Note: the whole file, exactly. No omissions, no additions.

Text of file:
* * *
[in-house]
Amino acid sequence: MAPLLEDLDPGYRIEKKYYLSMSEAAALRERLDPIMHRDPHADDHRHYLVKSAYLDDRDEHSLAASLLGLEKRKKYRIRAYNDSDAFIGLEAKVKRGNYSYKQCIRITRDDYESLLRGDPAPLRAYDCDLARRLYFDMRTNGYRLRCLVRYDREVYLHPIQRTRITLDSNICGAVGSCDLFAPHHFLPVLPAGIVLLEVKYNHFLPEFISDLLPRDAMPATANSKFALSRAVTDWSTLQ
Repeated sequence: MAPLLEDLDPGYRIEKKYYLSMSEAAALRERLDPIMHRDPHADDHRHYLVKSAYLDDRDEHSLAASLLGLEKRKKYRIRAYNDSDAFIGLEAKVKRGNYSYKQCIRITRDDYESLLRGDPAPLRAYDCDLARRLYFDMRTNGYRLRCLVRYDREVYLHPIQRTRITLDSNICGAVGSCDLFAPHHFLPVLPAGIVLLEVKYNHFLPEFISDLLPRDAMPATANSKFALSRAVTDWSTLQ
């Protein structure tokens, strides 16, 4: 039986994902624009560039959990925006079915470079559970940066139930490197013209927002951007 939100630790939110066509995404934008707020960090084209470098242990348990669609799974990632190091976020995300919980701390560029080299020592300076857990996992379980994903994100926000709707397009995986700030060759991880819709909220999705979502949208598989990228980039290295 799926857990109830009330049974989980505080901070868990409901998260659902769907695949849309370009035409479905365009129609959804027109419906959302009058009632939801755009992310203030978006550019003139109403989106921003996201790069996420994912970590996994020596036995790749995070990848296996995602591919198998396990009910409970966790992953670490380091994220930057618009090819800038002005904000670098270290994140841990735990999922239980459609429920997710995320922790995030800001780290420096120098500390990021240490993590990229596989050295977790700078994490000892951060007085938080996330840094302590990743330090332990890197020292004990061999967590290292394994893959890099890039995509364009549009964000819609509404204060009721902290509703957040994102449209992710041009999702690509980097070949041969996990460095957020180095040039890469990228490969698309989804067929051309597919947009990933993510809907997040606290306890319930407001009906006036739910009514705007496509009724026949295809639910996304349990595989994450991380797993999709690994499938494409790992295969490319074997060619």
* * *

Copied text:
[in-house]
Amino acid sequence: MAPLLEDLDPGYRIEKKYYLSMSEAAALRERLDPIMHRDPHADDHRHYLVKSAYLDDRDEHSLAASLLGLEKRKKYRIRAYNDSDAFIGLEAKVKRGNYSYKQCIRITRDDYESLLRGDPAPLRAYDCDLARRLYFDMRTNGYRLRCLVRYDREVYLHPIQRTRITLDSNICGAVGSCDLFAPHHFLPVLPAGIVLLEVKYNHFLPEFISDLLPRDAMPATANSKFALSRAVTDWSTLQ
Repeated sequence: MAPLLEDLDPGYRIEKKYYLSMSEAAALRERLDPIMHRDPHADDHRHYLVKSAYLDDRDEHSLAASLLGLEKRKKYRIRAYNDSDAFIGLEAKVKRGNYSYKQCIRITRDDYESLLRGDPAPLRAYDCDLARRLYFDMRTNGYRLRCLVRYDREVYLHPIQRTRITLDSNICGAVGSCDLFAPHHFLPVLPAGIVLLEVKYNHFLPEFISDLLPRDAMPATANSKFALSRAVTDWSTLQ
């Protein structure tokens, strides 16, 4: 039986994902624009560039959990925006079915470079559970940066139930490197013209927002951007 939100630790939110066509995404934008707020960090084209470098242990348990669609799974990632190091976020995300919980701390560029080299020592300076857990996992379980994903994100926000709707397009995986700030060759991880819709909220999705979502949208598989990228980039290295 799926857990109830009330049974989980505080901070868990409901998260659902769907695949849309370009035409479905365009129609959804027109419906959302009058009632939801755009992310203030978006550019003139109403989106921003996201790069996420994912970590996994020596036995790749995070990848296996995602591919198998396990009910409970966790992953670490380091994220930057618009090819800038002005904000670098270290994140841990735990999922239980459609429920997710995320922790995030800001780290420096120098500390990021240490993590990229596989050295977790700078994490000892951060007085938080996330840094302590990743330090332990890197020292004990061999967590290292394994893959890099890039995509364009549009964000819609509404204060009721902290509703957040994102449209992710041009999702690509980097070949041969996990460095957020180095040039890469990228490969698309989804067929051309597919947009990933993510809907997040606290306890319930407001009906006036739910009514705007496509009724026949295809639910996304349990595989994450991380797993999709690994499938494409790992295969490319074997060619």